It’s very likely that you’ve experienced a nightmare at least once or twice in your lifetime. You may have woken up in the middle of the night with your heart beating fast and lay in your bed recalling the scary stuff that filled your dreams. In general, these bad dreams are normal and isolated events, but when they begin to occur more frequently, you might start to wonder whether they are a sign of something more serious.

What are Nightmares?

The experience of a having a bad dream is clinically called a nightmare. Nightmares are characterized by suddenly waking from REM, or the rapid eye movement stage of sleep, and recalling the distressful content of your dreams. It’s very common to have a fast heart rate, elevated blood pressure, and difficulty falling back to sleep afterwards.

These bad dreams might be caused by daytime stress, death of someone close to you, or intermittent illness. If your nightmares begin occurring more frequently than normal and you’re finding your quality of sleep is lacking, consider making an appointment with your physician.

Could My Nighttime Waking Be From Night Terrors?

If you’re experiencing frequent waking and can remember the vivid details of your bad dreams, you’re most likely not having night terrors. Despite it’s spooky name, night terrors aren’t a sign of poor health and are usually not an indicator of a larger health problem. Night terrors are similar to nightmares in that you’ll often have increased blood pressure and large pupils when they occur but are different because you won’t truly wake up after a night terror episode. You may experience sleep walking or screaming in your sleep but you’ll have little to no memory of it in the morning.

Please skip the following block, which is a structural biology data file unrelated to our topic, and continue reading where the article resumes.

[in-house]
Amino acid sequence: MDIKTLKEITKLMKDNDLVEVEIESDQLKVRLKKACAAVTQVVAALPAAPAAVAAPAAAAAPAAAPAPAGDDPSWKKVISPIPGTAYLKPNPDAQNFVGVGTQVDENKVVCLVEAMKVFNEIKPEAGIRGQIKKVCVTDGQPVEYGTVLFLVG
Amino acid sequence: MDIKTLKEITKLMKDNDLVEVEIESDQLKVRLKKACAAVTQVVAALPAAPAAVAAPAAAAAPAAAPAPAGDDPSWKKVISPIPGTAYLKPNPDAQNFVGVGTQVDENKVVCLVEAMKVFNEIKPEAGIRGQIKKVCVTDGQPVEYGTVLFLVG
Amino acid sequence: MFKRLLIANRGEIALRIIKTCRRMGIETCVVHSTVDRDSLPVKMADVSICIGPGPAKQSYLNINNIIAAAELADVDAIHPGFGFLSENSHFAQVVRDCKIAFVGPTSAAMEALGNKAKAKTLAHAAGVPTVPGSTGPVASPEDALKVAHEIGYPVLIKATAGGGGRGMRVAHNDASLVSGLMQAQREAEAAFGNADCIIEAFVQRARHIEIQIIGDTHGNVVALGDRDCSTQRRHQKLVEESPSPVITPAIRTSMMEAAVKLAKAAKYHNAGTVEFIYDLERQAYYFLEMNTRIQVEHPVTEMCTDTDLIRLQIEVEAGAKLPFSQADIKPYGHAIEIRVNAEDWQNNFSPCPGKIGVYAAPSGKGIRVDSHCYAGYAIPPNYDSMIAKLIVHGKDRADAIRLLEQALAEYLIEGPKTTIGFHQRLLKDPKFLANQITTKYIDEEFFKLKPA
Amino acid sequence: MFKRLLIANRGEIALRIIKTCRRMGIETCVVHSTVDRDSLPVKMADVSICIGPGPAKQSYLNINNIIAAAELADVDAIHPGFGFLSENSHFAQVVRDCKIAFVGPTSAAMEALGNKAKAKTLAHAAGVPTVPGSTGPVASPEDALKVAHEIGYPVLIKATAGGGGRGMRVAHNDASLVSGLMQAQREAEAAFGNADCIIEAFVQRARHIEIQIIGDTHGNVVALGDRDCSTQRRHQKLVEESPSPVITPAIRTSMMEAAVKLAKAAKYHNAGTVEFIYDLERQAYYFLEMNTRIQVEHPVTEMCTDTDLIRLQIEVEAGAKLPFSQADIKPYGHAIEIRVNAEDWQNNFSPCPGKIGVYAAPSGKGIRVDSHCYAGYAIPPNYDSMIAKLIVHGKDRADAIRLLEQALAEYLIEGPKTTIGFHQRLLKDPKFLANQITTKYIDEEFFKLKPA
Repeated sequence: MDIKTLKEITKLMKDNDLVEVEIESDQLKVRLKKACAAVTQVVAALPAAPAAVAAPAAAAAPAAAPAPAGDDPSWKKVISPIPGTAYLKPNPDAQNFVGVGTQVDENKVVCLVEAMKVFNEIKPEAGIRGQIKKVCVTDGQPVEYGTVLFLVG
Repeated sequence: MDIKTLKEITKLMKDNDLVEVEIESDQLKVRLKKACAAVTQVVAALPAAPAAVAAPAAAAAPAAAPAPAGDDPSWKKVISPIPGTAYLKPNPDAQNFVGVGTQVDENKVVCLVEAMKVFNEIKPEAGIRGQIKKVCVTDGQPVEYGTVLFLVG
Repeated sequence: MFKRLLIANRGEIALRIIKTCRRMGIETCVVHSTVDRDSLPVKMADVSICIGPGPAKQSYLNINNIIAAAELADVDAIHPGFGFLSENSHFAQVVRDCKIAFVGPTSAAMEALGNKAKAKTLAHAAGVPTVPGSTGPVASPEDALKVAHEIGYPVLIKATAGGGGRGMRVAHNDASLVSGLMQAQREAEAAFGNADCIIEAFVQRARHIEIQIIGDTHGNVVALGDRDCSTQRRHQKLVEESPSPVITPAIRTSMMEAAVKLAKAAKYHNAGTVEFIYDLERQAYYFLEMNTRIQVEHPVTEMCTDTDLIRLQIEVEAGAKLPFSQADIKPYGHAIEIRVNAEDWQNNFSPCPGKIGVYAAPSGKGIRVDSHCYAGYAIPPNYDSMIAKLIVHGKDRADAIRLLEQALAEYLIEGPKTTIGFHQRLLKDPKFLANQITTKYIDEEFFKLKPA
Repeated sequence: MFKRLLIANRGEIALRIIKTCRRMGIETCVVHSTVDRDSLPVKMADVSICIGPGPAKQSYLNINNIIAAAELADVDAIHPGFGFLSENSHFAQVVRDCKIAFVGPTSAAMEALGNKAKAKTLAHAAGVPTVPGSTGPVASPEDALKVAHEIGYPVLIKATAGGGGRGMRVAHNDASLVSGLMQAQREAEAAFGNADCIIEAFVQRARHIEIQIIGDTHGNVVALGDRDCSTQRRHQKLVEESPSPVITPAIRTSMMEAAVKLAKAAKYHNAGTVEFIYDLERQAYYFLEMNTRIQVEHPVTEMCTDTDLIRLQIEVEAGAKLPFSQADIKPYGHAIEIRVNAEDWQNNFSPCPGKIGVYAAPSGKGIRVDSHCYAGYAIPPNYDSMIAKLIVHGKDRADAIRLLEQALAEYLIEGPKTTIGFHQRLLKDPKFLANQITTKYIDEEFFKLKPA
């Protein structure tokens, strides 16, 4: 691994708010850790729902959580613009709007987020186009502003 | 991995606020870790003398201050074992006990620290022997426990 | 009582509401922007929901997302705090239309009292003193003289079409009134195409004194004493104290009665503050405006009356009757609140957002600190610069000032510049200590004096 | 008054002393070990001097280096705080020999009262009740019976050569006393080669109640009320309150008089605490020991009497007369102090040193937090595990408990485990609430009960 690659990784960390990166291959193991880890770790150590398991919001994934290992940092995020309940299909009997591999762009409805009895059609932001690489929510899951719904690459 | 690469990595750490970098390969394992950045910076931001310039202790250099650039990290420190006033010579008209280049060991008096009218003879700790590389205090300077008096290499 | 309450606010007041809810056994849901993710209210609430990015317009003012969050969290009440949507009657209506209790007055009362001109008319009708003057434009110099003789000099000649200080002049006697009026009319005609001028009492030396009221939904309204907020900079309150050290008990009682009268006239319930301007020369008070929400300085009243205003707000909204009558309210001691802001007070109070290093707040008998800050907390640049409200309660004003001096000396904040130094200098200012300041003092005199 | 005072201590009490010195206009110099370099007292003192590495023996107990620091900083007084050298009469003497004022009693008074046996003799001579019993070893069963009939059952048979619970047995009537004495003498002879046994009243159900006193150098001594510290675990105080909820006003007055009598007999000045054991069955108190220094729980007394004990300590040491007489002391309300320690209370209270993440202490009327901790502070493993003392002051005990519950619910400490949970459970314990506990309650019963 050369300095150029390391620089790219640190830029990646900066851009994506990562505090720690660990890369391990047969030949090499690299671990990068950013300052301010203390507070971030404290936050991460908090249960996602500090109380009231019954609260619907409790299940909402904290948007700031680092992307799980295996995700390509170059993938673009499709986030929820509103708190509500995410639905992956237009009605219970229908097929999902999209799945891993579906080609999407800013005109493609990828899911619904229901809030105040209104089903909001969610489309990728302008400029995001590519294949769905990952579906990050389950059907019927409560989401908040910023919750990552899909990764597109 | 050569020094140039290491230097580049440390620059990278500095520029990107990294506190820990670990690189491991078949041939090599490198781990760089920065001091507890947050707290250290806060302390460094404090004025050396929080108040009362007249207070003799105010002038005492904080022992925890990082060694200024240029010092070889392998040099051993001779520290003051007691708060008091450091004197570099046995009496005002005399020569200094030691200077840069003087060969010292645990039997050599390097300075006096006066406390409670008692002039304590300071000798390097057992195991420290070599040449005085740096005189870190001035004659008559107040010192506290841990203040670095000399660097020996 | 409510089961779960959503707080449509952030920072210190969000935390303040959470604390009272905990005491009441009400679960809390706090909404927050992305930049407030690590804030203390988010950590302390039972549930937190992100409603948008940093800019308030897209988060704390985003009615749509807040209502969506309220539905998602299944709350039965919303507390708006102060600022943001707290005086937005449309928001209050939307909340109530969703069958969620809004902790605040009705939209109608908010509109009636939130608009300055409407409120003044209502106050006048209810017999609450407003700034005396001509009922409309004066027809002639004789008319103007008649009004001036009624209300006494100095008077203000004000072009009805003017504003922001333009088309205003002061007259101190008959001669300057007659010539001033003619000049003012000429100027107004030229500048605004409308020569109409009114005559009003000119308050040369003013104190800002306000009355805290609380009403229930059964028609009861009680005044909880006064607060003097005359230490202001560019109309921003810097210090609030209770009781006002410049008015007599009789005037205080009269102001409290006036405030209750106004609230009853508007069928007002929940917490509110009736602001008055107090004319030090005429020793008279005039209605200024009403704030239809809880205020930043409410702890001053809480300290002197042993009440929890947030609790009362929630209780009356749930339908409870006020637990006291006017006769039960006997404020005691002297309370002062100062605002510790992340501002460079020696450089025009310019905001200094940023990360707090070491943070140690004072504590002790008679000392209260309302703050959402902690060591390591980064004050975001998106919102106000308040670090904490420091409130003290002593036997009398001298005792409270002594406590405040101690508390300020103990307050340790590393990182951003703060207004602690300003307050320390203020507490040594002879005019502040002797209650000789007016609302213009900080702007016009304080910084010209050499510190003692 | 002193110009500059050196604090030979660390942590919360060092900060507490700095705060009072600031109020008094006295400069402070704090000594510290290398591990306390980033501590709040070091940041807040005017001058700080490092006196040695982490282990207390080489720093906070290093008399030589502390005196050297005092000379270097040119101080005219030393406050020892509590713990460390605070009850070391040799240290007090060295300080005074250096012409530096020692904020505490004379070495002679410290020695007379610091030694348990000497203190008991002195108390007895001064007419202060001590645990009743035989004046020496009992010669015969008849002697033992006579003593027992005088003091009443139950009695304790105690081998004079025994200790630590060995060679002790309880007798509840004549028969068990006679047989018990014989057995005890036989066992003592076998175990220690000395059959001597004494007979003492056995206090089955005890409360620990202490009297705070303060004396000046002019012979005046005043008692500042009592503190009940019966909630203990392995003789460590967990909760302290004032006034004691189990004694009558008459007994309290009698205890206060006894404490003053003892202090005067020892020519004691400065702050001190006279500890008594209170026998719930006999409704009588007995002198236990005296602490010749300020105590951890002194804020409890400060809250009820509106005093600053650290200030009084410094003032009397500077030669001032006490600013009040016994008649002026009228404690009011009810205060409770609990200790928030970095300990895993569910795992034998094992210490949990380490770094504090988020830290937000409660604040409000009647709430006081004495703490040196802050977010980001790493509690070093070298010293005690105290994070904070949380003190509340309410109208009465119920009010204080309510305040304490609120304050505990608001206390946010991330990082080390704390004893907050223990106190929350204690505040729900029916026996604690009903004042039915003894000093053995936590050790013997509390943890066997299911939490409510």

When to Talk to Your Doctor

For some, night terrors accompanied by sleep walking can be dangerous. You may attempt to walk down stairs, go outside, or cook food while asleep. Talk to your doctor about what steps they recommend you take to prevent you from harm. You may also need to investigate whether or not your night terrors are wrongly diagnosed, as sometimes the symptoms can be confused with other health conditions such as epilepsy.

 If you’re concerned about lack of sleep from nightmares and you’re waking in the morning with headaches, or dry mouth, ask your doctor about sleep apnea.

Sleep apnea can increase episodes of nightmares and is a medical condition in which a person experiences frequent waking and momentary lapses in breathing. It also causes snoring but has more serious effects overtime, such as kidney disease, diabetes, and stroke.

What if Sleep Apnea is Causing My Nightmares?

If your nightmares turn out to be related to untreated sleep apnea, you’ll be relieved to know that Continuous Positive Airway Pressure, or CPAP therapy, can help. One study found that the use of CPAP machines corrected nightmares in 91%  patients.

Sleep apnea is a serious disorder. Whether from lack of sleep, stress related nightmares, or long term adverse cardiovascular effects, treatment is important. Ask your prescribing health care provider for sleep apnea mask style recommendations, and visit a trusted CPAP retailer. is a health care practitioner based online business. You’ll be pleased with the variety of CPAP systems and sleep apnea accessories available at their website. Getting you a good night’s rest, free of nightmares and night terrors, is their passion. Don’t let sleep apnea keep you awake any longer.